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When to Hire a Ghost-Writer

It's compelling. Mention "ghost-writer" and inevitably people will say, "Oh that's interesting. What does that mean?"

It's also common. Most books and articles "authored" by experts are actually written by an expert, like me.

Everyone has a great story to tell, but very few know how to tell it or have the time. It's a dream job for writers like me, who hail from journalism, with a career baked in public relations and have been blessed to work with amazing authors and various industries.

Content is king. It always has been, and now more than ever, content is what drives the commerce kingdom. Before going further, "ghost-writer" is a fancy way of saying the writer gets paid a fee, in lieu of any ownership rights or residual income or royalties or credit. But don't let the term fool you, most companies have personnel from the marketing communications arena that write on behalf of the company or corporate brand.

Ghost-writers are all around us. Every company and brand should have a consistent voice, style and rhythm. So, it's natural to assign one person to oversee the content, and contribute as periodically as deemed necessary to the social media domain.

I prefer the term "ghost-writer" over public relations professional or media relations expert. PR folks -- aka spin doctors, sources close to the story, press secretaries, public information officers, spokespeople -- get a bad rap. Most people couldn't tell you one legitimate thing about public relations. And no, it's not that we're good with people.

PR people are writers. They craft messages to reach the right audience at the right time through the right vehicle. They measure public opinion and public sentiment, pushing items, thoughts and people toward a trend tipping point. PR people are connectors. PR people are thinkers.Often, PR pros get labeled "publicists," which can have negative connotations too.

Still, most of the news consumed on the national and local levels are aided by actions of a PR pro trying to get the message across.Today, social media has blurred the lines of traditional media. Twitter breaks news faster than CNN. Consumers are selecting social media feeds instead of traditional choices. So, while television, radio, magazines and news print will always remain stable media outlets, today corporate brands must prepare to think of themselves as their own media outlet.This is where the ghost-writer, or senior writer/editor (or PR pro), comes in.

Therefore, let's get to the point, here's when to hire a ghost-writer with high-level PR expertise:

1. Crisis -- Any threat to business reputation or product sales is considered a crisis. The severity can vary. Nevertheless, when tensions are high, money is on the line, and everyone is watching, it's good to hire an outsider who can smooth things out, both internally and externally. I've seen crises be turned to opportunity when responding appropriately. The best time to hire a ghost-writer is before the crisis occurs, and establish an "emergency communications" plan. But without that, better to put my number on speed dial.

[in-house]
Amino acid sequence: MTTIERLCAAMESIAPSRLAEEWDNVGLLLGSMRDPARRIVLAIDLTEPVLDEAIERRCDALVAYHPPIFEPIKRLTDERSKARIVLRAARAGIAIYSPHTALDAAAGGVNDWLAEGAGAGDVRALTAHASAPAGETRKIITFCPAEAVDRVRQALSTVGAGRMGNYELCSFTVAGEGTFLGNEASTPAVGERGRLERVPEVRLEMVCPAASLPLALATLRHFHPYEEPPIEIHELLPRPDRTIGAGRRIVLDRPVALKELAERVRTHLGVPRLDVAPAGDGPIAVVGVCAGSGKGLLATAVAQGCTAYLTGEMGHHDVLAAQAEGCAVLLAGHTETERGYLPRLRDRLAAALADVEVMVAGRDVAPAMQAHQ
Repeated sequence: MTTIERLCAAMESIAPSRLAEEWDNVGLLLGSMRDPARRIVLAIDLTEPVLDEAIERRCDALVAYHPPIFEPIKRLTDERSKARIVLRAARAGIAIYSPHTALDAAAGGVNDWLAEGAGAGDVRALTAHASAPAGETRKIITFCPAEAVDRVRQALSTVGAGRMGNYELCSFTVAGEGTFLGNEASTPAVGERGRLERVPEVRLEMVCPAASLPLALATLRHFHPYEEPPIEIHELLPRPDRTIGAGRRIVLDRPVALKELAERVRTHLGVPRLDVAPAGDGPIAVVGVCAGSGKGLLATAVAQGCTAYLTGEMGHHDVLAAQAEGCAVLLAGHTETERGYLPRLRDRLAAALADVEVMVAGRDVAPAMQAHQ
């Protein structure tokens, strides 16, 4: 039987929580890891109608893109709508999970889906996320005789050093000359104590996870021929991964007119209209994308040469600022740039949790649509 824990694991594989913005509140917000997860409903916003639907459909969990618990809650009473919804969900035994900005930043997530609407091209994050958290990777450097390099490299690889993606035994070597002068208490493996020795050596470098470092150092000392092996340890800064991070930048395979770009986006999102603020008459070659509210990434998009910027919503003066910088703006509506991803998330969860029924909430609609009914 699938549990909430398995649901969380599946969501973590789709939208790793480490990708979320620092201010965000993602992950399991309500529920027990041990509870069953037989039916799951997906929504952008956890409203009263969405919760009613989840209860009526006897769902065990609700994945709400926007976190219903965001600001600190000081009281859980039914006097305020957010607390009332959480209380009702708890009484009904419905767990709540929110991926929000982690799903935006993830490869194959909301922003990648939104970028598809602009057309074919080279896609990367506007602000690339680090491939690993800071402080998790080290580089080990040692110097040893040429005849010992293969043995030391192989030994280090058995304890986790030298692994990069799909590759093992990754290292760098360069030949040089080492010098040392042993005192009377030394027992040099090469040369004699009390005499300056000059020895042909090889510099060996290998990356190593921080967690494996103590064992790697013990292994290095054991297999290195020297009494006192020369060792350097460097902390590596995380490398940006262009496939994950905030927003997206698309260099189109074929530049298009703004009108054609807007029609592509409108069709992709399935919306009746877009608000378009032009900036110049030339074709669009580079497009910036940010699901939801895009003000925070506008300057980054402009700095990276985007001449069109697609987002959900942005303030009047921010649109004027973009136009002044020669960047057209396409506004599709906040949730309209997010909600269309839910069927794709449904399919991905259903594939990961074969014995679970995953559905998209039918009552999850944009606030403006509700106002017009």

2. New product (book) -- Particularly with a book, bringing in a writer during the developmental stage is critical for establishing the direction and understanding the history behind the project. Typically, a book will require a 6-12-month timeframe in order to develop a platform, and credibility so a following of fans develop. The ghost-writer gathers information, conducts interviews, and begins to establish the brand voice and style, writing drafts for review, and pushing the project forward.

3. New (or existing) company -- Similar to a new product, the sooner you can bring in a writer, the better. They become among a brand's most valued advisors, crafting comments based on desired strategy and target market. At times, I'll be asked to help with the business planning, to help explain the nuances of market research and the opportunity. Not all businesses need a writer, but I can tell you, they should have one nonetheless.

4. New strategy (or science) -- For corporate turnarounds, mergers or major scientific breakthroughs, get a writer on board to take a deep-dive into the details, finding what can, and cannot be shared publicly, and shape the messaging for media consumption.

5. Education marketing era -- Every business should embrace this social media age which is fueled by consumer demand for information. That's why we have entered an education marketing era where content has never been more king. If you don't have a spit-and-polished bio, and quality photo, corporate backgrounder, fact sheet and relevant news or blog, then you're risking your brand's reputation. People make up their minds quickly, "you never get a second chance to make a first impression." So, get the fundamentals nailed down with the help of a professional writer.Then, educate. Fascinate your audience. Be compelling.


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About the Author

David Jahr, BizEx Marketing
106 Sumida Gardens Lane, Apt 107
Santa Barbara, CA 93111
949 874 2667

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